The U.S. Supreme Court on Monday declined to consider how strictly to interpret the landmark Title IX civil rights law’s protections for gender equality in college sports in a lawsuit challenging Michigan State University’s elimination of its women’s swimming and diving team.
The high court rejected the university’s appeal of a lower-court ruling in favor of former members of the team who say MSU violated Title IX by not providing enough opportunities for women athletes to participate in sports.
At issue is how to determine whether a school has met a key benchmark in assessing if it provides equal opportunities to participate under Title IX, the 50-year-old law credited with expanding access to sports for female student-athletes.
The lawsuit centers on MSU’s announcement in October 2020 that it planned to cease sponsoring the men’s and women’s swimming-and-diving teams when the school year ended, citing budgetary challenges in the wake of the COVID-19 pandemic.
Those teams in the 2019-2020 school year had 29 men and 33 women. Females comprised 50.9% of its overall undergraduate class that year and 51.2% the year before.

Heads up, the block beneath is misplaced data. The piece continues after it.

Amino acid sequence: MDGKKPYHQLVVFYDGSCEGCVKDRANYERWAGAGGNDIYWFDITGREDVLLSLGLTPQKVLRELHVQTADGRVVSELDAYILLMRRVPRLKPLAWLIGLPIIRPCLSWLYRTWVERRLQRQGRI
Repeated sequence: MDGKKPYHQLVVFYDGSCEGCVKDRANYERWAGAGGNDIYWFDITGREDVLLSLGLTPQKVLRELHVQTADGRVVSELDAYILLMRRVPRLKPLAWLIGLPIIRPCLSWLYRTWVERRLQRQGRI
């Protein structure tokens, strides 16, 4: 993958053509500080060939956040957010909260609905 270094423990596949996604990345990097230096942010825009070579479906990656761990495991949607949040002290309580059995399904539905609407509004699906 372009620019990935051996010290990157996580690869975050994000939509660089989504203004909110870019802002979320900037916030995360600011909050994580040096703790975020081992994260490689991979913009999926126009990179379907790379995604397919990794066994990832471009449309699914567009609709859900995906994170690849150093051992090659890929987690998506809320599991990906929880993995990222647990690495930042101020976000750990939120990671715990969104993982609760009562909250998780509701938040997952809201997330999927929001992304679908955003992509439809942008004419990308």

Eleven women student-athletes sued to force MSU to reinstate the women’s team, but a judge rejected that request, saying the gap in participation rates between genders created by cutting the team was too small to violate Title IX. He said no court had ever held a gap of less than 2% violated the law.
But on a 2-1 vote, the Cincinnati-based 6th U.S. Circuit Court of Appeals in February ruled the judge erred in gauging the participation gap in percentage terms and said it must be assessed in numerical terms.
Under that approach, a school could fail to meet Title Ix’s proportionality requirements even if the gap in participation between male and female student athletes was just a small size of its athletics program.
The 6th Circuit sent the case back to U.S. District Judge Hala Jarbou, who in August on remand partially sided with the students by ordering MSU to submit a plan to come into compliance with Title IX while declining to force it to reinstate the team.
In a petition to the Supreme Court, MSU argued the 6th Circuit’s approach was “unworkable” and conflicted with how every other federal appeals court that had examined the issued had approached Title IX.
Fifteen Republican state attorneys general led by Ohio’s backed MSU’s appeal, saying the 6th Circuit wrongly was requiring “exact, per-capita, sex-based parity between the student population and athletic opportunities.”
They said under the 6th Circuit’s approach, if 52% of a school’s students are women, then 52% of positions on its teams must also go to women, and a school could only deviate from that strict formula if it was impossible to field a viable team.